Job seekers aren't willing to relocate for a new opportunity
- Fewer workers are willing to box up their homes and move for a new job, according to a survey of 1,000 job seekers in "Historical Analysis: Fewer Job Seekers Relocating for New Positions," by Challenger, Gray & Christmas, Inc. In the first six months of 2018, only 10% of job seekers relocated for work, a rate that has remained the same since the first two quarters of 2017, the survey showed.
- The rate of relocation in the third quarter of 2017 was 16.5%, which Challenger said was the highest relocation rate since the second quarter of 2009, when 18.2% of job seekers relocated. The relocation rate dropped to 7.5% by fourth quarter 2017.
- Challenger said it attributes some of the decrease in relocations to changes in the economy caused by the recession. It also said the job market, which features more jobs than workers, allows job seekers to find a position in their current location. Technology has also affected this trend, since it allows people to work online almost anywhere, Challenger said.
As employees stop moving for jobs, a new trend seems to be emerging: jobs are moving to them. For instance, the NRP Group relocated its suburban Ohio headquarters to downtown Cleveland to appeal to young employees, specifically millennials, who reportedly prefer the social and cultural amenities and chic eateries large metropolitan areas typically offer.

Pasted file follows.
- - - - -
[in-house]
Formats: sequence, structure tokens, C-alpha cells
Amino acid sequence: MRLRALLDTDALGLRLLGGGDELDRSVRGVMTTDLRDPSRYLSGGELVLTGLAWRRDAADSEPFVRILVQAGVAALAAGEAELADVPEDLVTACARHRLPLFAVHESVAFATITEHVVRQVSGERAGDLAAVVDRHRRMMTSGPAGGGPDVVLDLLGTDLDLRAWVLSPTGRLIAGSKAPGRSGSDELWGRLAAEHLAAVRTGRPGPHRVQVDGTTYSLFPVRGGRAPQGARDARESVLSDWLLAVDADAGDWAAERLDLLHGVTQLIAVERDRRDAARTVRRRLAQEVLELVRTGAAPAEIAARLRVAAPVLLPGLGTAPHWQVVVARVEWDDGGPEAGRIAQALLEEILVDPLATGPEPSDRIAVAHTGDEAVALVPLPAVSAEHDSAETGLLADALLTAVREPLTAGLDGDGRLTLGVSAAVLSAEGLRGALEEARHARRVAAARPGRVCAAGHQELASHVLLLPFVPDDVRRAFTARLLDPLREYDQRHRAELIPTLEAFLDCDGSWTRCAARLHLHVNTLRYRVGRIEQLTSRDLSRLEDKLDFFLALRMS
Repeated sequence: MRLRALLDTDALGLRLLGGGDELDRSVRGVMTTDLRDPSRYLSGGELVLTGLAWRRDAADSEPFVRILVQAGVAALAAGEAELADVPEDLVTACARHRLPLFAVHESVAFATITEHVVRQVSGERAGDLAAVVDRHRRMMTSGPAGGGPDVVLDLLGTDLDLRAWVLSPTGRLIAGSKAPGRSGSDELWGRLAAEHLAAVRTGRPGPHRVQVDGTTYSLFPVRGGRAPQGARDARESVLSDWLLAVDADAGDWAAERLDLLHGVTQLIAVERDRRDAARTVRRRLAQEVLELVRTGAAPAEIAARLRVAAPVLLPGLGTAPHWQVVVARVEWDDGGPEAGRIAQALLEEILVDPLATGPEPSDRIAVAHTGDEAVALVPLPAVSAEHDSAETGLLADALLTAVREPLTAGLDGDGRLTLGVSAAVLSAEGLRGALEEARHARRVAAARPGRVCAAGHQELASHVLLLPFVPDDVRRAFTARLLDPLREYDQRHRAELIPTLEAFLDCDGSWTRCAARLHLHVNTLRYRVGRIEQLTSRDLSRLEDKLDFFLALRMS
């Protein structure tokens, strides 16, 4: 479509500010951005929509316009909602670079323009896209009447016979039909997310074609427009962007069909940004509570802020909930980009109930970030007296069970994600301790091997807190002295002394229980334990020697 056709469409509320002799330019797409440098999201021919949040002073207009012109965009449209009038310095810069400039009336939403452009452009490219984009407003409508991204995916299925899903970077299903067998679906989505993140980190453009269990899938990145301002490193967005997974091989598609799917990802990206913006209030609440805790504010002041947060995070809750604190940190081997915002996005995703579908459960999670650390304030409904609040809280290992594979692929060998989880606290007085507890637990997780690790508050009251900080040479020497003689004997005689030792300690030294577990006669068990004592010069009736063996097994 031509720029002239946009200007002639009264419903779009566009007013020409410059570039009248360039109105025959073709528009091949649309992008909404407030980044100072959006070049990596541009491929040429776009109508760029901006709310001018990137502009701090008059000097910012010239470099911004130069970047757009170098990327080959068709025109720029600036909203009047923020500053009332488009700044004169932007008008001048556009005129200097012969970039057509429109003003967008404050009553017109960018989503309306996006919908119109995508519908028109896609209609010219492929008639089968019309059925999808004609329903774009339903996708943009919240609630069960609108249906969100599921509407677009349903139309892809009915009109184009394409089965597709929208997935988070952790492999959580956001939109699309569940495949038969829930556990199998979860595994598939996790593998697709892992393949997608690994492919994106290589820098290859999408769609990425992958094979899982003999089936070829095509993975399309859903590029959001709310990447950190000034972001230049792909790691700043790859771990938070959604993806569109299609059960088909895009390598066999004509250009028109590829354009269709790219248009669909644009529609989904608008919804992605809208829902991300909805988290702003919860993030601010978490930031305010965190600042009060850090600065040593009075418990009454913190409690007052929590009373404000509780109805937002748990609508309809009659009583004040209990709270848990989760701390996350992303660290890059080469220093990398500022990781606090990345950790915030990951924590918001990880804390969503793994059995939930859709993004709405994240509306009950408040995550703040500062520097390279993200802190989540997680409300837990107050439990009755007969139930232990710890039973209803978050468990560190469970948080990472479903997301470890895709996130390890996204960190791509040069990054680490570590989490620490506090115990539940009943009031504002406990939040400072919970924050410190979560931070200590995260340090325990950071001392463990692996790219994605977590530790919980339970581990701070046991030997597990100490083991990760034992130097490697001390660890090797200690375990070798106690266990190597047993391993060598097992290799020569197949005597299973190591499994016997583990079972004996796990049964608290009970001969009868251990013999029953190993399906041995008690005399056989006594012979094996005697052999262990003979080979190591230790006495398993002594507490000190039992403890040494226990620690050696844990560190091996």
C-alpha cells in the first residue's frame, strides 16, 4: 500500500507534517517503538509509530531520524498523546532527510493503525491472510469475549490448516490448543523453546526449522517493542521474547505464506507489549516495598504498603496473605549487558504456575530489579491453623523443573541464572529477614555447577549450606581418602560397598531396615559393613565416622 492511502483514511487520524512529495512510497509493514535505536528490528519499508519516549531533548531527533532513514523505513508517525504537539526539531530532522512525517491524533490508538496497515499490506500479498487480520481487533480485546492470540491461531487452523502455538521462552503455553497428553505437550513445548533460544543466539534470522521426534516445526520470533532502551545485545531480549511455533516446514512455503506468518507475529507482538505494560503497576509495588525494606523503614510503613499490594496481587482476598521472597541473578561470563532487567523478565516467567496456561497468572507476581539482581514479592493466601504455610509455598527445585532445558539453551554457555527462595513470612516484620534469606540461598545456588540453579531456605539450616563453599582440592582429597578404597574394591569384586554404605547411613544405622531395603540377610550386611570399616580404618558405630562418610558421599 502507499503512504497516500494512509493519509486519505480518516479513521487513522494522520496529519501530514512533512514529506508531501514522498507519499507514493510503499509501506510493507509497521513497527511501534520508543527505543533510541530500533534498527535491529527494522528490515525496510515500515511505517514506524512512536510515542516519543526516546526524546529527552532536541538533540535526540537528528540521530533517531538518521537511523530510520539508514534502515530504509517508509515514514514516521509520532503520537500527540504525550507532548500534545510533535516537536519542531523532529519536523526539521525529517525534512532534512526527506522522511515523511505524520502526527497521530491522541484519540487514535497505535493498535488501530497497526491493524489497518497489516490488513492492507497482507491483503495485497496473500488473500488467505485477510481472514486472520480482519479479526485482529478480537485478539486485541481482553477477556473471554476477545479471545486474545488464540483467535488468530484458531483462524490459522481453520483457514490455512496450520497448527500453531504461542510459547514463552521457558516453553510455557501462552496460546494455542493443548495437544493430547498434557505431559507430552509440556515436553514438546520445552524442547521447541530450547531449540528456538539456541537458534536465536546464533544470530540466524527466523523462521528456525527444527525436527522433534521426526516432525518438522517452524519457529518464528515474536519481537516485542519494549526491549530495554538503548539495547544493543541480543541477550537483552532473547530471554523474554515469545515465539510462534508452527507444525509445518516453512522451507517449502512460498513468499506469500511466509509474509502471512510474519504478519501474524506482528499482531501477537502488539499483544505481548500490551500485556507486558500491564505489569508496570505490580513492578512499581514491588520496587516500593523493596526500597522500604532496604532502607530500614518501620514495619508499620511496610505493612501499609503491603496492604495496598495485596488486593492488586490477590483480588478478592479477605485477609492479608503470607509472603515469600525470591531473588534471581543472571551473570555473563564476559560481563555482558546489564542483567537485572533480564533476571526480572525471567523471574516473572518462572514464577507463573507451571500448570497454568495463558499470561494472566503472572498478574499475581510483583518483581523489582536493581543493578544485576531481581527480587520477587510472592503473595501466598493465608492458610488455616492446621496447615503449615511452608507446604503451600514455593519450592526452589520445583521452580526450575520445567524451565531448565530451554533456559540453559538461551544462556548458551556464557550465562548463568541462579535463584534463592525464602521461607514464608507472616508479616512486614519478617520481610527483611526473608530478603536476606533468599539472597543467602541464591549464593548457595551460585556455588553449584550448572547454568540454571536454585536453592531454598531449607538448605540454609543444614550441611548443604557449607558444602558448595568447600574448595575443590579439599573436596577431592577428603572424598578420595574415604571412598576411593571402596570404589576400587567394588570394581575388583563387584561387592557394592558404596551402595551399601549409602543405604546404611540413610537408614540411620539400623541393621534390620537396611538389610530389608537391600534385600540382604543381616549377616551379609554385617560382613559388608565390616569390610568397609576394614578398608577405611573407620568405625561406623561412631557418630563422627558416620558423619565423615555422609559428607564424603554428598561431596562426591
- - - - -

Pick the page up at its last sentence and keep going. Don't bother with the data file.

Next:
But many midsize and small businesses lack the resources to relocate their headquarters or build and operate satellite offices in cities to attract and retain talent and engage employees. They might have to beef up efforts to compete in the battle for talent in other ways: offering benefits, flexible work schedules, and development and training options that workers have said they value highly. For some, building a solid remote work policy — increasingly possible thanks to new tech — could be the key differentiator between one employer and its competition.
As Challenger noted, job seekers may feel less enthused about leaving home for a faraway job because the tight job market has provided plenty of opportunities where they currently reside. For businesses that hurt for talent, they may want to assess how they are playing the field so they can snatch up the talent that's right outside their doors.
- Challenger, Gray & Christmas Historical Analysis: Fewer Job Seekers Relocating for New Positions
- HR Dive To make a move on millennial jobseekers, businesses make the move downtown